Clarifying the Compliance Plan Auditors Role

Includes: Role of the Responsible Entity, Role of the Compliance Plan Auditor, Inherent Limitations of Auditing Compliance with the Compliance Plan, Reporting on Whether the Compliance Plan “Continues to Meet” the Requirements of Part 5C.4 of the Corporations Act

Role of the Responsible Entity


Under the Act, the responsible entity is required to ensure that the scheme has a compliance plan which meets the requirements of section 601HA. This includes that the compliance plan must set out adequate measures that the responsible entity is to apply in operating the scheme to ensure compliance with the Act and the scheme’s constitution. The compliance plan, which is lodged with ASIC with the application to register as a managed investment scheme under section 601EA, must be signed by all the directors of the responsible entity under section 601HC and arrangements must be in place for the audit of the compliance plan under section 601HG. Section 601FD(1)(f) requires the directors of the responsible entity to take all steps that a reasonable person would take to ensure that the responsible entity complies with the Act, the scheme’s constitution and the scheme’s compliance plan.

Role of the Compliance Plan Auditor


The role of the compliance plan auditor under section 601HG(3) of the Act is to examine the scheme’s compliance plan and carry out an audit of the responsible entity’s compliance with the compliance plan for the financial year. Furthermore, the auditor of the compliance plan must give the responsible entity an audit report which states whether in the auditor’s opinion:

  1. the responsible entity has complied with the scheme’s compliance plan during the financial year; and
  2. the compliance plan continues to meet the requirements of Part 5C.4 of the Act.


The second part of the auditor’s opinion as stated in (b) above, is to be expressed “as at” the date of the end of the financial year.[4]


As the wording in section 601HG(3)(c)(ii) is ambiguous, the AUASB believes that the expression “continues to meet” may be interpreted to mean “as at” the end of the scheme’s financial year.

Inherent Limitations of Auditing Compliance with the Compliance Plan


Due to the nature of audit testing and other inherent limitations of an audit, together with the inherent limitations of a compliance plan and its related compliance measures, there is a possibility that a properly planned and executed audit will not detect all deficiencies in a scheme’s compliance plan. Accordingly, the audit opinion under section 601HG(3) is expressed in terms of reasonable assurance and cannot constitute a guarantee that the compliance plan is completely free from any deficiency, or that all compliance breaches have been detected.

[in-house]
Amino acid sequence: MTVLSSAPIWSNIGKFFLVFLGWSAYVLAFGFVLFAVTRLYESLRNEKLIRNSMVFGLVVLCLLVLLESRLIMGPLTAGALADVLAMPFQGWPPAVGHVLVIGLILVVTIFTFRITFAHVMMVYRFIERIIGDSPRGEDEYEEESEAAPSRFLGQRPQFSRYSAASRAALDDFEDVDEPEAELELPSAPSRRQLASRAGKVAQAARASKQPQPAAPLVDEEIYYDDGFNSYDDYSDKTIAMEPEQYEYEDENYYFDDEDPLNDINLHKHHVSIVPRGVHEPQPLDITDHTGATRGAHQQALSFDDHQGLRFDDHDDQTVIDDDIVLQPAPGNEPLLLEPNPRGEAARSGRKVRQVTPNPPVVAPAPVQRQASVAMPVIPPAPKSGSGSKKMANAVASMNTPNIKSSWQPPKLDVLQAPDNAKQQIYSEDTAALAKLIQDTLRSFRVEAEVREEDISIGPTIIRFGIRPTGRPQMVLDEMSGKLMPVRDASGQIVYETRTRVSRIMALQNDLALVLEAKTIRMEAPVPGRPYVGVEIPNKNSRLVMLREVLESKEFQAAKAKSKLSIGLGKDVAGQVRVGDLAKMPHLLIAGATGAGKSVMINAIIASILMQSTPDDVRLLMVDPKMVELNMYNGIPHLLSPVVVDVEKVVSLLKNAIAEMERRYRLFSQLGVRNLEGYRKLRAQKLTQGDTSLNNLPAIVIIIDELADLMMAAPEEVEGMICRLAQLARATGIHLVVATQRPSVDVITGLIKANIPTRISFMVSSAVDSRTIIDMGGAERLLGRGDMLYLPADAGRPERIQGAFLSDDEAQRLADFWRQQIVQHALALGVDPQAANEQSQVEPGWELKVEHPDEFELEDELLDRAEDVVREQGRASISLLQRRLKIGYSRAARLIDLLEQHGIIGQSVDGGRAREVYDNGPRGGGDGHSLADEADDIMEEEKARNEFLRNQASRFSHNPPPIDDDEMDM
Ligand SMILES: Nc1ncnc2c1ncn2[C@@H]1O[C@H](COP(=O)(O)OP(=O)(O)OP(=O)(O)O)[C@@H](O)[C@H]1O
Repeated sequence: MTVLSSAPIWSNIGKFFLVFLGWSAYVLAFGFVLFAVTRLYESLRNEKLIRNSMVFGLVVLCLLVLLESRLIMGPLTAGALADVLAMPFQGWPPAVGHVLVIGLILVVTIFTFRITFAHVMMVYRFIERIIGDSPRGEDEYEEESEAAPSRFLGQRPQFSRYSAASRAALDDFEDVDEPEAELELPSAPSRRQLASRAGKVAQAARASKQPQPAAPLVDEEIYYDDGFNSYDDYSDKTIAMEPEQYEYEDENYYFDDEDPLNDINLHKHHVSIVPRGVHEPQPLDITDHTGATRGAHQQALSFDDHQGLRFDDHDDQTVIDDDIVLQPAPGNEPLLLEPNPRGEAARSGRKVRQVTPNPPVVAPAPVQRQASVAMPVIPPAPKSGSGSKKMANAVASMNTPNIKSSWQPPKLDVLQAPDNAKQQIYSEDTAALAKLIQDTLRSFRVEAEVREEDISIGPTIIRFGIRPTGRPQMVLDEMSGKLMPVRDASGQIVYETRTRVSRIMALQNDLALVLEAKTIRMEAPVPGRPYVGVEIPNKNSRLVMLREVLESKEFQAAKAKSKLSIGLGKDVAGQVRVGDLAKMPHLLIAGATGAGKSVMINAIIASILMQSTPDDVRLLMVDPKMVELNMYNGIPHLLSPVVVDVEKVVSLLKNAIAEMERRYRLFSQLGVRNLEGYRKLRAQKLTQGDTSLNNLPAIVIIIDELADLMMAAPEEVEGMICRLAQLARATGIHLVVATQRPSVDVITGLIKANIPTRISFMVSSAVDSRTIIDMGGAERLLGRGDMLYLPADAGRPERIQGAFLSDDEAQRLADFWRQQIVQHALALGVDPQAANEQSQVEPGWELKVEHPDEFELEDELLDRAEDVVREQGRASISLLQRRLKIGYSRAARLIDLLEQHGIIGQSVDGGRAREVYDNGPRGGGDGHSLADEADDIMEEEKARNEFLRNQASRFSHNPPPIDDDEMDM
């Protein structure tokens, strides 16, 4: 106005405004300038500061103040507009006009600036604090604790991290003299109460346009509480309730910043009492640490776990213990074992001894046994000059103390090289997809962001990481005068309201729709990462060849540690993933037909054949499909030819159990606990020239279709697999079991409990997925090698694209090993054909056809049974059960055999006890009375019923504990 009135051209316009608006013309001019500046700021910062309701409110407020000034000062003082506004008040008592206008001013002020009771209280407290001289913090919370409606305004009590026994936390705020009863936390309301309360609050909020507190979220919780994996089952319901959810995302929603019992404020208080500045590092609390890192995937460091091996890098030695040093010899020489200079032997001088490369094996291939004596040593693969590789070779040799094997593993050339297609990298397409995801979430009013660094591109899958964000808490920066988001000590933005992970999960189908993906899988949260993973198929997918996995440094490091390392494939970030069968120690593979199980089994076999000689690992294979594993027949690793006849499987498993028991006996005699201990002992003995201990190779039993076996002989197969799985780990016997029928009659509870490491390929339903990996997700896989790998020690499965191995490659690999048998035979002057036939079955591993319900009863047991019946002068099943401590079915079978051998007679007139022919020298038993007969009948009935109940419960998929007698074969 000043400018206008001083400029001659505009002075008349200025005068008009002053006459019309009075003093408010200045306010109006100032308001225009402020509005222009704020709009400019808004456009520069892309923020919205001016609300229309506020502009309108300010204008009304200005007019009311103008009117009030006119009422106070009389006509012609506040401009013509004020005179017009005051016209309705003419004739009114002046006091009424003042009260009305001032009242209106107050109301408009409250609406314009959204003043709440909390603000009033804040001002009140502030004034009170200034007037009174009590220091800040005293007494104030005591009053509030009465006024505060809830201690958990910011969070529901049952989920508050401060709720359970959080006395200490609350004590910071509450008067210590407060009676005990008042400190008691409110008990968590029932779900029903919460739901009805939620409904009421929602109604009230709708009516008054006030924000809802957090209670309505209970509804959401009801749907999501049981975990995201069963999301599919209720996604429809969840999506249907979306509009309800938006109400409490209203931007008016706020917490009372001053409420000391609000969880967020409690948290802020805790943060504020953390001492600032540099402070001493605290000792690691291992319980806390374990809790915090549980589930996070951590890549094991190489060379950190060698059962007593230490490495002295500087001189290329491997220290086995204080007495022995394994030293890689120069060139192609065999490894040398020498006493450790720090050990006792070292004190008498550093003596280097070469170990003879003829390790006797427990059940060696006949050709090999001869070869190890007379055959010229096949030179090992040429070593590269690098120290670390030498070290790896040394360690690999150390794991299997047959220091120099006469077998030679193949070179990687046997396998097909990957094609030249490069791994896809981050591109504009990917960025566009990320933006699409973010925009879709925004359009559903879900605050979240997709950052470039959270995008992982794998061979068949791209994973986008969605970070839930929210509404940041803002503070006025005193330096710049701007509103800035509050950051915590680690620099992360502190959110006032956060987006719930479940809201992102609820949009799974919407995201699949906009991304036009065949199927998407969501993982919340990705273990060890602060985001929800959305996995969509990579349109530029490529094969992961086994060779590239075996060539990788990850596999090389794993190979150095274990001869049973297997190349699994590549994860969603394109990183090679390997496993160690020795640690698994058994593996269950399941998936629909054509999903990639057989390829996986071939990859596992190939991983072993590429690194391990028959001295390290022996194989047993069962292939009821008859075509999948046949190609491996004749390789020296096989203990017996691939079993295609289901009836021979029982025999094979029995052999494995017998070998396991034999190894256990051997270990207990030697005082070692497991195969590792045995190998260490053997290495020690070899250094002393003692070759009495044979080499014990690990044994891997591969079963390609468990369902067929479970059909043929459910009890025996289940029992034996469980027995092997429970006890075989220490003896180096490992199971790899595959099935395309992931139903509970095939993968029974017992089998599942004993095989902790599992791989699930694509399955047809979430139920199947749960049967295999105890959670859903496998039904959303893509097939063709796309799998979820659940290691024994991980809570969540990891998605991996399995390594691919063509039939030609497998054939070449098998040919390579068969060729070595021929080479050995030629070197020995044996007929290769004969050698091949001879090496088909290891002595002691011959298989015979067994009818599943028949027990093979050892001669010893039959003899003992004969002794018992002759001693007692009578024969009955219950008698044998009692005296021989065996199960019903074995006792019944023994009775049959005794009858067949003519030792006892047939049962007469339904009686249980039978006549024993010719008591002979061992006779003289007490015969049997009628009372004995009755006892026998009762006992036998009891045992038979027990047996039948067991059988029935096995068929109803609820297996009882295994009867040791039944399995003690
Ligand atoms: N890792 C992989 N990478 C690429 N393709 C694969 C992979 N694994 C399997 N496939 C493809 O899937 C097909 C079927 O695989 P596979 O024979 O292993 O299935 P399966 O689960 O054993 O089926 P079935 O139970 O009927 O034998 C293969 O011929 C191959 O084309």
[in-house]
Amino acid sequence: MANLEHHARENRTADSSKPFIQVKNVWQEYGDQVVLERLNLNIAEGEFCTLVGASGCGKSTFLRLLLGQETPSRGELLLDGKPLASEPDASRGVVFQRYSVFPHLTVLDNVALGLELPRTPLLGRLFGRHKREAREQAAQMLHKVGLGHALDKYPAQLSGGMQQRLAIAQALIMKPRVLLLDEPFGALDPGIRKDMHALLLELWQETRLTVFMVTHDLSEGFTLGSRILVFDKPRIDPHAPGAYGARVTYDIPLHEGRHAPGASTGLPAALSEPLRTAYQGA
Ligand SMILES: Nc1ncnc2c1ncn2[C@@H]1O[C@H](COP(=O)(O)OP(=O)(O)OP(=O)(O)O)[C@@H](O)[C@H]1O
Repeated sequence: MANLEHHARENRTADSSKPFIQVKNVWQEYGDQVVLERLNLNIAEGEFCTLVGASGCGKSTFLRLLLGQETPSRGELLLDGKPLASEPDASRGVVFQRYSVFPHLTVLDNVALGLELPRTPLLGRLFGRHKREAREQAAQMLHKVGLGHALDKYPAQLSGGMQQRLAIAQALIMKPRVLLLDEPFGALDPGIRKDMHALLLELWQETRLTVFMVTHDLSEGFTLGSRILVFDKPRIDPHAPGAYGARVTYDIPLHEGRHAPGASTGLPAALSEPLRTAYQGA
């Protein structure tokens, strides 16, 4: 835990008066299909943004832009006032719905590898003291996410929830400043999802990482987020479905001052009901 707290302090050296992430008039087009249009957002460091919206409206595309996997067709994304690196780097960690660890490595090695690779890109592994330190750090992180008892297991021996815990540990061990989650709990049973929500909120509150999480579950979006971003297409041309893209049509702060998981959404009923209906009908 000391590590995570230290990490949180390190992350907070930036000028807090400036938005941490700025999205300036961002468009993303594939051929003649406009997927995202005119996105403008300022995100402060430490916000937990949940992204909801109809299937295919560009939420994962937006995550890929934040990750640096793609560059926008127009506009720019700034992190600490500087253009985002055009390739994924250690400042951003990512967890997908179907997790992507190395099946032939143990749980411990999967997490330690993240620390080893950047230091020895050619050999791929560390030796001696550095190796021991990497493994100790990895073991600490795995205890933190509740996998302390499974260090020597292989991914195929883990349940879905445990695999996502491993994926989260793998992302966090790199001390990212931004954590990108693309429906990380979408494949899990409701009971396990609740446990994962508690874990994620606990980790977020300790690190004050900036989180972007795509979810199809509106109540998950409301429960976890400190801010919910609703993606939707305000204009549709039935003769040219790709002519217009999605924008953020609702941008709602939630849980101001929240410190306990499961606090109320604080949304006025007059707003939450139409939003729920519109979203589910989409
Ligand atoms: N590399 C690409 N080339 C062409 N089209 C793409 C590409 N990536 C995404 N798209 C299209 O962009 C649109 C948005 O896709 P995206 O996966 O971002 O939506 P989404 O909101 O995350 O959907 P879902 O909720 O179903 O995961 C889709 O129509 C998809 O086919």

There are also practical limitations in requiring an auditor to perform a continuous examination of the compliance plan, and form an opinion that the entity has complied at all times with the Act during the period covered by the compliance plan audit report. However, the auditor performs tests periodically throughout the financial year to obtain evidence and have reasonable assurance that the measures complied with the written descriptions and were adequate throughout the period under examination.

Reporting on Whether the Compliance Plan “Continues to Meet” the Requirements of Part 5C.4 of the Corporations Act


The requirements of the Act relating to reporting on whether the compliance plan “continues to meet” the requirements of Part 5C.4, including matters under section 601HA(1), are stated in broad terms. Such requirements are augmented by the examples and guidance in the Annexure to RG 132 and the additional expectation that compliance plan auditors consider whether the compliance plan is adequate to ensure compliance with the disclosure and advertising obligations of RG 45 for mortgage schemes and RG 46 for unlisted property schemes. The auditor uses such criteria to assess the appropriateness of the design of the compliance measures contained in a scheme’s compliance plan.


The compliance plan auditor considers how the responsible entity has satisfied itself that the scheme's compliance plan and the measures within it continue to be appropriate throughout the financial year. The Annexure to RG 132 provides general guidance about various matters which may be considered by responsible entities when developing the scheme's compliance plan. In addition, ASIC has benchmarked compliance plans for various industry schemes and provided examples of better compliance plans for those types of schemes in RG 116, RG 117, RG 118, RG 119 and RG 120. The compliance plan auditor may also consider these matters when planning and undertaking a compliance plan audit. However, as compliance plans will vary between different responsible entities and their respective managed investment schemes, it will be necessary for the auditor to apply professional judgement when applying audit procedures and evaluating compliance plans and the design of compliance measures, having regard to the size and complexity of the particular managed investment scheme under examination.